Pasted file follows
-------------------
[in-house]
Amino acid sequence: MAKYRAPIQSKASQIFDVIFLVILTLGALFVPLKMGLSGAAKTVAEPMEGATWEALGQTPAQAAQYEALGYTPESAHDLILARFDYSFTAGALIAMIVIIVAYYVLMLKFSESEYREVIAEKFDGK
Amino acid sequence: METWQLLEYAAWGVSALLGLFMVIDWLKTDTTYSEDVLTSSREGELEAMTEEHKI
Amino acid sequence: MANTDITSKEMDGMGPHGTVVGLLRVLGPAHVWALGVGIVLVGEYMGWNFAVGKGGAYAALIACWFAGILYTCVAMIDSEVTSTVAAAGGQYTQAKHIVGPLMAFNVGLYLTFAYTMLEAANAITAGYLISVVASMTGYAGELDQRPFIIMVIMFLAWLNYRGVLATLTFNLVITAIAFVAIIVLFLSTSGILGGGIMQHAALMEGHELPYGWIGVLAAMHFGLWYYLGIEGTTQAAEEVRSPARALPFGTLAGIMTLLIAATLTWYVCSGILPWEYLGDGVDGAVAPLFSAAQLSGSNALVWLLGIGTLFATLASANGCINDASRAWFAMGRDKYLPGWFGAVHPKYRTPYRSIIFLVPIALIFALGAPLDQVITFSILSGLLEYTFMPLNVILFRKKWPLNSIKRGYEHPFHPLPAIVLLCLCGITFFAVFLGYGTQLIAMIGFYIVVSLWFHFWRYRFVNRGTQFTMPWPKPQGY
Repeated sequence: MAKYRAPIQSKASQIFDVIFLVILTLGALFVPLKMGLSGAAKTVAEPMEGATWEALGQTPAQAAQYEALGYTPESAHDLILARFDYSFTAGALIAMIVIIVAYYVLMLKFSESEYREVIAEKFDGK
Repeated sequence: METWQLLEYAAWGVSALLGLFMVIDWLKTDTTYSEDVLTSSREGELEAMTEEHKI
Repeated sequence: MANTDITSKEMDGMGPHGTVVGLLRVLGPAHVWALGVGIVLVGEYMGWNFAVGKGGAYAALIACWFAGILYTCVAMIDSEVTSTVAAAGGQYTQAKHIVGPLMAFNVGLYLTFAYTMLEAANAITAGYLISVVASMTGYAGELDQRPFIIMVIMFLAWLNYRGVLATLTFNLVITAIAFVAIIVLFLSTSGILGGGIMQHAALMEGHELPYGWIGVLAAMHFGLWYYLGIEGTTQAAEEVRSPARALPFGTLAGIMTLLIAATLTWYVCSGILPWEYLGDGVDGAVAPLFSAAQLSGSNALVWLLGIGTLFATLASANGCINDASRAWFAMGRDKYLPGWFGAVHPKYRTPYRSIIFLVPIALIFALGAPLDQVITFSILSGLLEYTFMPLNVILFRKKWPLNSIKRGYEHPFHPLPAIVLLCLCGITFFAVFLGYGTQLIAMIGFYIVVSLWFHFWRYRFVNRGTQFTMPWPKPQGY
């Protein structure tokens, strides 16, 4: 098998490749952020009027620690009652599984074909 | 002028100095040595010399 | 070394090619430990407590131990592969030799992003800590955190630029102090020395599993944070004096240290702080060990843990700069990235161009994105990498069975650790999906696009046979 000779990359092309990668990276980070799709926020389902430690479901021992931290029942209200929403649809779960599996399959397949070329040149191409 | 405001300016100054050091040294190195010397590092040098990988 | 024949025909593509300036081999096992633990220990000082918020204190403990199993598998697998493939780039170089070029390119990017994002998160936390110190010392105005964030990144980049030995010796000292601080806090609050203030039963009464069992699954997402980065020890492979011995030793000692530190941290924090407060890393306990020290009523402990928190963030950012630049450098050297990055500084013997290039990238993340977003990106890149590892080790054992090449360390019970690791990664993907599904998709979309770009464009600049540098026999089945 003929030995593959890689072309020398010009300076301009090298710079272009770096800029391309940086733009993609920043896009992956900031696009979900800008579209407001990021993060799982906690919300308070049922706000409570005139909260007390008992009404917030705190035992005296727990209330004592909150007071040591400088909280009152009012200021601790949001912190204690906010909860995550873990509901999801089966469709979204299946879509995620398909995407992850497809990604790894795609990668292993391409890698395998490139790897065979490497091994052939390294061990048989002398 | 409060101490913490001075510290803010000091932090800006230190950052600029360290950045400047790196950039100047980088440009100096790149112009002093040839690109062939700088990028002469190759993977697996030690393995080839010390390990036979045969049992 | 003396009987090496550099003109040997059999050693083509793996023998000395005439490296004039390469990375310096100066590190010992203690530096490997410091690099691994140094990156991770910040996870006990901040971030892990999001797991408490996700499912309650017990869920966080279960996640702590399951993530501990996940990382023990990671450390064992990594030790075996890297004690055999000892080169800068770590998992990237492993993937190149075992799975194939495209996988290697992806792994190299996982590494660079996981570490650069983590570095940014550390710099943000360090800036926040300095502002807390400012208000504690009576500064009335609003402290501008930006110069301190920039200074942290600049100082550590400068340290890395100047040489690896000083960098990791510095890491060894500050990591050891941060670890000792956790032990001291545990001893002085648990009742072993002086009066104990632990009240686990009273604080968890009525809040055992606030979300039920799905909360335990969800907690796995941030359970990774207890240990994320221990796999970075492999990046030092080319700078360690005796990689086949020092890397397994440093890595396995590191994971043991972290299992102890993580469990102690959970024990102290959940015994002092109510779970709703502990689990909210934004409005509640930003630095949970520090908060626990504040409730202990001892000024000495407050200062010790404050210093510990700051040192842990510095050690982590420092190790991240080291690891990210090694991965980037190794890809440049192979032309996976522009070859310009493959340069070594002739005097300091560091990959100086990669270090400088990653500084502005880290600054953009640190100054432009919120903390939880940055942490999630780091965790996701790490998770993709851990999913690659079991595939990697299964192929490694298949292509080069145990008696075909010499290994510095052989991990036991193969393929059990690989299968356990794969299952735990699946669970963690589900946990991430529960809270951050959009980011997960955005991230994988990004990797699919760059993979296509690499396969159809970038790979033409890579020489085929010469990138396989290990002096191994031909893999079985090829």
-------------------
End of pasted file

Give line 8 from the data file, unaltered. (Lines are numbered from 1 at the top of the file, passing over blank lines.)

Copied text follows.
């Protein structure tokens, strides 16, 4: 098998490749952020009027620690009652599984074909 | 002028100095040595010399 | 070394090619430990407590131990592969030799992003800590955190630029102090020395599993944070004096240290702080060990843990700069990235161009994105990498069975650790999906696009046979 000779990359092309990668990276980070799709926020389902430690479901021992931290029942209200929403649809779960599996399959397949070329040149191409 | 405001300016100054050091040294190195010397590092040098990988 | 024949025909593509300036081999096992633990220990000082918020204190403990199993598998697998493939780039170089070029390119990017994002998160936390110190010392105005964030990144980049030995010796000292601080806090609050203030039963009464069992699954997402980065020890492979011995030793000692530190941290924090407060890393306990020290009523402990928190963030950012630049450098050297990055500084013997290039990238993340977003990106890149590892080790054992090449360390019970690791990664993907599904998709979309770009464009600049540098026999089945 003929030995593959890689072309020398010009300076301009090298710079272009770096800029391309940086733009993609920043896009992956900031696009979900800008579209407001990021993060799982906690919300308070049922706000409570005139909260007390008992009404917030705190035992005296727990209330004592909150007071040591400088909280009152009012200021601790949001912190204690906010909860995550873990509901999801089966469709979204299946879509995620398909995407992850497809990604790894795609990668292993391409890698395998490139790897065979490497091994052939390294061990048989002398 | 409060101490913490001075510290803010000091932090800006230190950052600029360290950045400047790196950039100047980088440009100096790149112009002093040839690109062939700088990028002469190759993977697996030690393995080839010390390990036979045969049992 | 003396009987090496550099003109040997059999050693083509793996023998000395005439490296004039390469990375310096100066590190010992203690530096490997410091690099691994140094990156991770910040996870006990901040971030892990999001797991408490996700499912309650017990869920966080279960996640702590399951993530501990996940990382023990990671450390064992990594030790075996890297004690055999000892080169800068770590998992990237492993993937190149075992799975194939495209996988290697992806792994190299996982590494660079996981570490650069983590570095940014550390710099943000360090800036926040300095502002807390400012208000504690009576500064009335609003402290501008930006110069301190920039200074942290600049100082550590400068340290890395100047040489690896000083960098990791510095890491060894500050990591050891941060670890000792956790032990001291545990001893002085648990009742072993002086009066104990632990009240686990009273604080968890009525809040055992606030979300039920799905909360335990969800907690796995941030359970990774207890240990994320221990796999970075492999990046030092080319700078360690005796990689086949020092890397397994440093890595396995590191994971043991972290299992102890993580469990102690959970024990102290959940015994002092109510779970709703502990689990909210934004409005509640930003630095949970520090908060626990504040409730202990001892000024000495407050200062010790404050210093510990700051040192842990510095050690982590420092190790991240080291690891990210090694991965980037190794890809440049192979032309996976522009070859310009493959340069070594002739005097300091560091990959100086990669270090400088990653500084502005880290600054953009640190100054432009919120903390939880940055942490999630780091965790996701790490998770993709851990999913690659079991595939990697299964192929490694298949292509080069145990008696075909010499290994510095052989991990036991193969393929059990690989299968356990794969299952735990699946669970963690589900946990991430529960809270951050959009980011997960955005991230994988990004990797699919760059993979296509690499396969159809970038790979033409890579020489085929010469990138396989290990002096191994031909893999079985090829």